The PILL is 54-item, 5-point scale assessing the frequency of occurrence of common physical symptoms and sensations. There are two methods of scoring: summing and binary. With the summing technique, items 1 to 54 are added, and this method was utilized in this study. The internal consistency is high (.91 for summing and .88 for binary). Test-retest reliability was found to be .83 for summing and .79 for binary. High PILL scorers are aware of more symptoms across a number of settings relative to low PILL scorers. PILL scores are positively correlated with self-reported physician visits within the past year (r = .22, N = 505), number of days that the person’s activities were restricted in the last year (r = .19, N = 505), and aspirin use within the last month (r = .30, N = 231). The PILL correlates moderately with the Hopkins Symptom Checklist (r = .48, N = 213), the Autonomic Perception Questionnaire (r = .50, N = 75), and the Cornell Medical Index composite score (r = .57, N = 100). To ensure that we were not predicting sleep disturbance as a physical symptom, one item assessing insomnia was dropped from the total PILL score.
The participants who gave informed consent were given self-report measures to assess for demographic information, PTSD symptoms, depression symptoms, and frequency of occurrence of physical health symptoms. Because the focus of the analyses was to determine the unique contribution of PTSD-related sleep difficulties after controlling for PTSD and depression symptoms, the sleep items contained on the PSS and the BDI were removed from the scoring of these measures. The nightmare and insomnia items from the PSS were summed (range: 0 to 6) to create a continuous variable that served as an index of PTSD-related sleep difficulties. Correlations were computed to determine the relationship of sleep difficulties with demographic variables, PTSD, and depression measures. Finally, a hierarchical multiple regression was conducted to determine whether sleep difficulties predicted unique variance in health symptoms after controlling for symptoms of PTSD and depression.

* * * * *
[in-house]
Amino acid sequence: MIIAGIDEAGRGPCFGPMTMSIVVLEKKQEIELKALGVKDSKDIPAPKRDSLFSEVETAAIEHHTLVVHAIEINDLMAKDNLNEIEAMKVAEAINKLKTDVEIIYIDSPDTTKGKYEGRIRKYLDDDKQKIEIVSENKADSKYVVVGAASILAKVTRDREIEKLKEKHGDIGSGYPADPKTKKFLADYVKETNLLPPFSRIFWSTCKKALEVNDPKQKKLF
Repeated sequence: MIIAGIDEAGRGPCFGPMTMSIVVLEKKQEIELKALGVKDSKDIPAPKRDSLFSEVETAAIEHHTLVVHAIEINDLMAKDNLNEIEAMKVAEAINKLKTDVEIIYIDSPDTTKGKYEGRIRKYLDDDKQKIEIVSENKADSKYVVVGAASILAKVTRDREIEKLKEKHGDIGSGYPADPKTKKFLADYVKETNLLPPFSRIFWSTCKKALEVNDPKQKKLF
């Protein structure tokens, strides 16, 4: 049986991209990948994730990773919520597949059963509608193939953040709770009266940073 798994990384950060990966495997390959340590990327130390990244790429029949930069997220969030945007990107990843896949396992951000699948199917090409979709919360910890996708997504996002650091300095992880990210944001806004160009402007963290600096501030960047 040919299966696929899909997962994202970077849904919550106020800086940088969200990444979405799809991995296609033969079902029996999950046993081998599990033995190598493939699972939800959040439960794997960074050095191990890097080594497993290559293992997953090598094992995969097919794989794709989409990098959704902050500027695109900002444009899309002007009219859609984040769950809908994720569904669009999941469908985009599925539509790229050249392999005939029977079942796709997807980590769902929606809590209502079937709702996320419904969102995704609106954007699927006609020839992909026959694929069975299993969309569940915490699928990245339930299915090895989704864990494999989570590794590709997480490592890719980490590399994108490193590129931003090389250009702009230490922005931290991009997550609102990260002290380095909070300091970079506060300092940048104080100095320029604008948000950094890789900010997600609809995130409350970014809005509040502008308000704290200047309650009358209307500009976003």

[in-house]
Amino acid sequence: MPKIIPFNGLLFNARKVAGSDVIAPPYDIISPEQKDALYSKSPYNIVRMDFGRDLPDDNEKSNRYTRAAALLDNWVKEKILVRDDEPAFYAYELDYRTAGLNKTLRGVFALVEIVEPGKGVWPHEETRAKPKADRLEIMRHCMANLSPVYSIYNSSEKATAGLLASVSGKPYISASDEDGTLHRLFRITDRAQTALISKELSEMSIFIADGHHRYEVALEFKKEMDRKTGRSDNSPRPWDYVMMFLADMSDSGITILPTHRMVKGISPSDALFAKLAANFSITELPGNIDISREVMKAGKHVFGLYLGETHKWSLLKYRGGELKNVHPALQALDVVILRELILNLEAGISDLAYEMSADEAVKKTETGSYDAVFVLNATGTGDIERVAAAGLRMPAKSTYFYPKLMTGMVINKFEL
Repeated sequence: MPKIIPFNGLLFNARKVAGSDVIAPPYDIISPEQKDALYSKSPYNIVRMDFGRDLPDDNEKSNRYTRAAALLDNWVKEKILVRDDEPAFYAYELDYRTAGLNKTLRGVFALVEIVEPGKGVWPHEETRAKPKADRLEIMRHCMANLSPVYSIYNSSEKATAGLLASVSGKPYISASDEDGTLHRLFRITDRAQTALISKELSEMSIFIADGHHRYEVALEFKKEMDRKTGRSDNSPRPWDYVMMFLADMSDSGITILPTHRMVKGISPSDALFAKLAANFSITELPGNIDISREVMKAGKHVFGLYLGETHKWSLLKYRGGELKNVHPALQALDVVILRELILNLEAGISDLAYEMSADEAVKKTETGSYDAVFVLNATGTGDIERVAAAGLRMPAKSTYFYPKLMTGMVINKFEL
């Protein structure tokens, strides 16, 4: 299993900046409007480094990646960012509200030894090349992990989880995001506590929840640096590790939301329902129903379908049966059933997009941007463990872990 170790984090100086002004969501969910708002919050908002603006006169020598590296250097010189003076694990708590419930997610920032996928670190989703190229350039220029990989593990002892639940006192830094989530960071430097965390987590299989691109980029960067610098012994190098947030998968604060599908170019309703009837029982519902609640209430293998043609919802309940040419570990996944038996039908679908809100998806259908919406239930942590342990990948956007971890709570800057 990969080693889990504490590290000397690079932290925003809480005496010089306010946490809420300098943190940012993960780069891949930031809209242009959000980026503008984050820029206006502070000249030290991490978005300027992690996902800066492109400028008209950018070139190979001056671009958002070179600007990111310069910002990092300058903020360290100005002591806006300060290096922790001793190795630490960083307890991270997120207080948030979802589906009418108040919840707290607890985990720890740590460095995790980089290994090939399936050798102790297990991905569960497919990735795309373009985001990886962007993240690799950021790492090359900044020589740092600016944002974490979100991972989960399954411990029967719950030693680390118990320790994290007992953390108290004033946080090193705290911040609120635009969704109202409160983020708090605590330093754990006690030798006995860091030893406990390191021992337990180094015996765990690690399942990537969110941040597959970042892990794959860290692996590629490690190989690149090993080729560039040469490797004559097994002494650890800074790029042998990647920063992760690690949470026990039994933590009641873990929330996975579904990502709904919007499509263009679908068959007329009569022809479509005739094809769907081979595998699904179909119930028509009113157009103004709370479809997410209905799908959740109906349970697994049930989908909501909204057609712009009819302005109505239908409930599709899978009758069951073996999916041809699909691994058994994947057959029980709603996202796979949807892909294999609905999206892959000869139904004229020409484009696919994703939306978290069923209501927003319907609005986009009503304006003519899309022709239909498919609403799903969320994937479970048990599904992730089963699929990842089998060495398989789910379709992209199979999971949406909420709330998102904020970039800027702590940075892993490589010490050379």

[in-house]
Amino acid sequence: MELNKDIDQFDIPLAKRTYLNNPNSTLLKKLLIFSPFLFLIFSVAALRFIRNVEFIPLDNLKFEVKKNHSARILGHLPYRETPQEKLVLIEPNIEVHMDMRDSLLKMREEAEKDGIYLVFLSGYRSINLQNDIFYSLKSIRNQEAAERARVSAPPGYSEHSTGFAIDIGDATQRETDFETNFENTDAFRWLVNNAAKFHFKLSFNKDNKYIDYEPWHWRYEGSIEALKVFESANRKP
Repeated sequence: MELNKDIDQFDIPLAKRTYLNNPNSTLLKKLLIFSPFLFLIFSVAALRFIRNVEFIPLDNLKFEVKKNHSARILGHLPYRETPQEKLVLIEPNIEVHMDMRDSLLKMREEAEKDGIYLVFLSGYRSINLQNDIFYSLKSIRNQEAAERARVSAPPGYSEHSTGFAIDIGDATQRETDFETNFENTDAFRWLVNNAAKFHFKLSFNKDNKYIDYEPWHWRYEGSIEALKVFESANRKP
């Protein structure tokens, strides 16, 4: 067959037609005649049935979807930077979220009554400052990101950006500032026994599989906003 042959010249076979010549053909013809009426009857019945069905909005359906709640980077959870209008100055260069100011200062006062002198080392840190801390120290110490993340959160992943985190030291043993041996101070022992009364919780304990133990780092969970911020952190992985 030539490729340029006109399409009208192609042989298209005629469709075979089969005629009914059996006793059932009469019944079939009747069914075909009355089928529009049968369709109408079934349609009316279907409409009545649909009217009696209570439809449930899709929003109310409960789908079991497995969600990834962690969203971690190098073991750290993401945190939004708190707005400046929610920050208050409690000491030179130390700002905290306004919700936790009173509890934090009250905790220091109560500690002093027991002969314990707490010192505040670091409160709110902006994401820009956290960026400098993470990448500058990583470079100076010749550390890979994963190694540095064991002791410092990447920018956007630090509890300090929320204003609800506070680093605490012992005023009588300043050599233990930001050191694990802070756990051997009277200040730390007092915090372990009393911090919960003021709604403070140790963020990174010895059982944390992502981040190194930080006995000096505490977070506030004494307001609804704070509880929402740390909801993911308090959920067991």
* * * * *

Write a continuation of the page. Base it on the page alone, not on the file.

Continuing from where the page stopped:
The mean PTSD score on the PSS for the entire sample was 25.91 (SD = 8.01), indicating moderate PTSD symptoms. The mean depression score on the BDI was 21.41 (SD = 8.96), indicating moderate to severe depression. The mean score of PTSD-related sleep difficulties was 3.07 (SD = 1.53) indicating, on average, moderate problems with nightmares and insomnia. The mean score on the PILL was 127.15 (SD = 33.37). The most frequently endorsed physical symptoms can be viewed in Table 1.